THE BLOG
09/08/2014 10:09 am ET Updated Dec 06, 2017

Innovation: Devise With Revisionary Eyes

Politicians use the term "revisionist" (or "flip-flop") to label challenger and foe alike as a liar or as inconstant as a horse midstream. Of course this claim is absurd given that most intractable wars, intolerable religious practices and counterproductive laws are the result of sticking to a tired idea or outmoded philosophy. History is pocked with politicians and commanders who have dug in and kept on to the grave. Revisionary should not be taken here to mean that we cover up the truth of our past inhumanity or indiscretion but rather that we incorporate all experiences, virtuous and otherwise, in the hope that they may do us good as we learn anew and venture forth.

The long held axiom, "seeing is believing," and its whammy zammy cousin, "believing is seeing," are both slightly aslant. Scientist and spiritualist alike know well that "unseeing is believing." While vision holds us constant on the path to growth, ignoring all signs and detours along the way speeds us along to our ruin. Our certainty blinds us to our opportunities. The Oracle at Delphi prophesied to both general and mage in structured ambiguities. They took these proclamations as inevitable affirmations of their own wishes and followed them to an ironic demise. One may see the new with old glasses, but not without keeping watch for it. So we are charged with the most difficult task of remaining true to our aim yet adaptable to adjust more than just our course - to change our destination and begin again.

The London Cholera Epidemic of 1854 turned Dickensian streets bleak with the death of over six-hundred residents in span of just two weeks. The prevailing "miasma theory" posited that the disease was caused by polluted or "bad air" and brought about a host of remedies that involved everything from chemical treatments rung out from censers like myrrh and frankincense at high mass to an assemblage of large fans to blow the noxious vapors away. In the midst of the panic, while others were devising new ways to move air, physician John Snow made a rather macabre map of the City marking the spot where each victim perished. The data soon revealed that the disease spread from the contaminated Broad Street Pump. The handle was promptly removed from the apparatus and the epidemic quickly dissipated. Unhooking from conventional wisdom, Snow postulated the poison as a waterborne pathogen and the science of epidemiology followed.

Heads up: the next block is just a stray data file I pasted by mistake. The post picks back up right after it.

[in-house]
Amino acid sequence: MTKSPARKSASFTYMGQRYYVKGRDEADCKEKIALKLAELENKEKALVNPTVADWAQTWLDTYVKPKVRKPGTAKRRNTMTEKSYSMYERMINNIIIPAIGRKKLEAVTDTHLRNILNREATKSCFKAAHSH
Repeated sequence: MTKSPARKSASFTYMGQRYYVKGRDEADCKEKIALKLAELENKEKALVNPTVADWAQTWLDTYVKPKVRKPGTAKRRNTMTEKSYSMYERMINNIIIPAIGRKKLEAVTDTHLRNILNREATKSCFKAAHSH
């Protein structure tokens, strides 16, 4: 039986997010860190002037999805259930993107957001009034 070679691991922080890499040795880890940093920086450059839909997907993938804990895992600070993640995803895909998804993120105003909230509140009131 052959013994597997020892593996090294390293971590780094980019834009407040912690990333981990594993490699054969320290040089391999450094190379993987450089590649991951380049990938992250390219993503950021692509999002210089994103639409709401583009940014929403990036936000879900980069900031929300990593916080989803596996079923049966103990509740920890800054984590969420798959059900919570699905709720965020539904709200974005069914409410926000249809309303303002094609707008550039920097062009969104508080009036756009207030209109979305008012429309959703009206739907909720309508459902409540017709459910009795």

The heliocentric cosmology of Copernicus and the special relativity of Einstein are both celebrated examples of game-changing theories that came from lionized figures who trusted neither their senses nor accepted wisdom. But such illumination requires more than a satori flash of sudden awareness or kindly synchronicity. It also demands that we change what we see and believe to be true. Unmoved, our situation may conspire to turn us around so that we may face a new direction. Things look different after the divorce. There is an aura of growth than can only be seen when we look for paths to unfamiliar places in our own lands and become strangers to ourselves. To truly believe is the same as not believing at all, for in either case we are not open to what we encounter along the way. Growth travels with us in our age to change our view, our mind and our destiny. As with innovation itself, we are a work in progress.